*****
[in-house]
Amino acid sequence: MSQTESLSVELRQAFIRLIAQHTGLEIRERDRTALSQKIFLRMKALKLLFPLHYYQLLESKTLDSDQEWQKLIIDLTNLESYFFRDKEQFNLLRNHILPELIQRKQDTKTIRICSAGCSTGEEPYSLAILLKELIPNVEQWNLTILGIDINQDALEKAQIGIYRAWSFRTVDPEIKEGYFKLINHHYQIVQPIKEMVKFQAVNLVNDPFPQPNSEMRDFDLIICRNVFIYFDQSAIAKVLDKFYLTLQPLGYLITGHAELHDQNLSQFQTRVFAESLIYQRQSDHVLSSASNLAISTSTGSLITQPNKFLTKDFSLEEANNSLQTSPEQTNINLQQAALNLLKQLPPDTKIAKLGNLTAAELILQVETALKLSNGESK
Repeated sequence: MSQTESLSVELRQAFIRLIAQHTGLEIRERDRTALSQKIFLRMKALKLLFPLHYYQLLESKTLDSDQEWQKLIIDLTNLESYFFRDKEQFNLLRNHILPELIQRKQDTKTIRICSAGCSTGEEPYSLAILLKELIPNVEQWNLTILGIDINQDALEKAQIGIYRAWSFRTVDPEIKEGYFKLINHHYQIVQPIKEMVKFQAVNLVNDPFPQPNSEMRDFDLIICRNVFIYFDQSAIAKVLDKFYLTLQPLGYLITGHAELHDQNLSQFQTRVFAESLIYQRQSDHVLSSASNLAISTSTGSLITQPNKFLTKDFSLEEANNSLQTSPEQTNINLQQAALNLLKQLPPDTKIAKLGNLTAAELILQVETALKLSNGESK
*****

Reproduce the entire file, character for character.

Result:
[in-house]
Amino acid sequence: MSQTESLSVELRQAFIRLIAQHTGLEIRERDRTALSQKIFLRMKALKLLFPLHYYQLLESKTLDSDQEWQKLIIDLTNLESYFFRDKEQFNLLRNHILPELIQRKQDTKTIRICSAGCSTGEEPYSLAILLKELIPNVEQWNLTILGIDINQDALEKAQIGIYRAWSFRTVDPEIKEGYFKLINHHYQIVQPIKEMVKFQAVNLVNDPFPQPNSEMRDFDLIICRNVFIYFDQSAIAKVLDKFYLTLQPLGYLITGHAELHDQNLSQFQTRVFAESLIYQRQSDHVLSSASNLAISTSTGSLITQPNKFLTKDFSLEEANNSLQTSPEQTNINLQQAALNLLKQLPPDTKIAKLGNLTAAELILQVETALKLSNGESK
Repeated sequence: MSQTESLSVELRQAFIRLIAQHTGLEIRERDRTALSQKIFLRMKALKLLFPLHYYQLLESKTLDSDQEWQKLIIDLTNLESYFFRDKEQFNLLRNHILPELIQRKQDTKTIRICSAGCSTGEEPYSLAILLKELIPNVEQWNLTILGIDINQDALEKAQIGIYRAWSFRTVDPEIKEGYFKLINHHYQIVQPIKEMVKFQAVNLVNDPFPQPNSEMRDFDLIICRNVFIYFDQSAIAKVLDKFYLTLQPLGYLITGHAELHDQNLSQFQTRVFAESLIYQRQSDHVLSSASNLAISTSTGSLITQPNKFLTKDFSLEEANNSLQTSPEQTNINLQQAALNLLKQLPPDTKIAKLGNLTAAELILQVETALKLSNGESK